HAPI hulas to educate and entertain at UA

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Courtesy of Jessica Kong

Students from the Hawaiian and Pacific Islander club perform during the 2014 Luau on the UA Mall on April 27, 2014.

Ever wondered what it would be like to experience a real luau but have yet to traverse the Pacific to see one on Hawaii? Well, Saturday on the UA Mall, the Hawaiian and Pacific Islander club is performing an authentic luau for students with limited airline miles.

The luau is the club’s largest event of the year, and the members have been actively planning it since the beginning of this semester. The luau will consist of food from Mama’s Hawaiian Barbecue and entertainment from many local acts, as well as the club itself.

“Some of the anticipated acts include Hawaiian and Polynesian dancers, a traditional Philippines dance called Tinikling and student singing and dance groups, like Dia Clones,” said Celine Bui, president of HAPI and a public health junior.

HAPI was created so that Hawaiian and Pacific Islander students would be able to spread their culture across campus.

“Our club’s fundamental purpose is to educate the Tucson community and about the various cultures in the Pacific Islands through social events, philanthropy and fundraising,” said Wendy Luu, secretary of HAPI and a pre-pharmacy senior.

In order to spread awareness of those cultures through the community, HAPI plans many events such as the luau, because they are not only fun and entertaining but also serve an educational purpose.

The luau allows for the club to come together with professional luau dancers in the Tucson community to prepare for this event, such as Hula Halau and the Siva Maia Polynesian Dancers, according to Trinh Nguyen, vice president of HAPI and a senior studying molecular and cellular biology.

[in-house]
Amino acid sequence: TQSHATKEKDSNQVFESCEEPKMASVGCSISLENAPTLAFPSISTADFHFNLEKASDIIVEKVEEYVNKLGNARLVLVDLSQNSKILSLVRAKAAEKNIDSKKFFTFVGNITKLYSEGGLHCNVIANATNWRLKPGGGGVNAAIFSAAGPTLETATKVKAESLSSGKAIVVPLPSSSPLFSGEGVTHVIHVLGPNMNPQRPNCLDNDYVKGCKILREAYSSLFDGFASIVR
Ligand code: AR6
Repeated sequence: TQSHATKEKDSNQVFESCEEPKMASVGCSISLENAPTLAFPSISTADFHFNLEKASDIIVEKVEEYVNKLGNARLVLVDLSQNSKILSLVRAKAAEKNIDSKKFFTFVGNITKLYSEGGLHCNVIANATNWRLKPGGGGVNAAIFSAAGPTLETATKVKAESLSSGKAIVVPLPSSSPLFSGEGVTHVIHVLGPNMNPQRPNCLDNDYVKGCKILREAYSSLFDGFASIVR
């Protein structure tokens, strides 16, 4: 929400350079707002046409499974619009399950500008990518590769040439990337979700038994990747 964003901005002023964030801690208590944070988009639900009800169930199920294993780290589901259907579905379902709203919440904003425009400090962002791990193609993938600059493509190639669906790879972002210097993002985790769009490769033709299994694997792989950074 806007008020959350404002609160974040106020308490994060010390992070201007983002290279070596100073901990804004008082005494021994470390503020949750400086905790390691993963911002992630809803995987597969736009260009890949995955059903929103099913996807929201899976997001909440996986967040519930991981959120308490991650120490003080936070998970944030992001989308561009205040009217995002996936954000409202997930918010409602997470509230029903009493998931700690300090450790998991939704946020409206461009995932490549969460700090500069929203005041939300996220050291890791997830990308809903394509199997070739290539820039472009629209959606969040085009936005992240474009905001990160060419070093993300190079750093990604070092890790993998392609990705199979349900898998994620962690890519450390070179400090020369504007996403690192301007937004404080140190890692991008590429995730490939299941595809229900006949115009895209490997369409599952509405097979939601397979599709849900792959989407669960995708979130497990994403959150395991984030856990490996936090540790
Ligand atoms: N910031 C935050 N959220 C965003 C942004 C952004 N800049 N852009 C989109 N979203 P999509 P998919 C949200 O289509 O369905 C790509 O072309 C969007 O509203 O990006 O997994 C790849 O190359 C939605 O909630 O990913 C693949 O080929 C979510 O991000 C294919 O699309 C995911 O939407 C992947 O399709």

This event not only allows the UA community to learn about the Hawaiian and Pacific Islander culture but also allows the members of HAPI to grow, due to the fact that they partner with these professional dance groups who are also representing the same cultures.

Many members of the club became aware of HAPI through the Asian Pacific American Student Affairs, which also oversees many other clubs, such as: Asian American Cultural Association, Epic, Vietnamese Student Association and the Filipino American Student Association. All of these clubs allow students to spread their love of their specific cultures to the rest of the campus.

The Hawaiian and Pacific Islander club’s luau will be held Saturday on the Mall from 3-7 p.m. There will be food, performances, prizes and raffles, booths from other UA organizations and much more. Tickets for food are $15 for two plates if you buy them at the door and $5 for a children’s plate.

So put on your lei and grass skirt, and learn how Wildcats do the hula.

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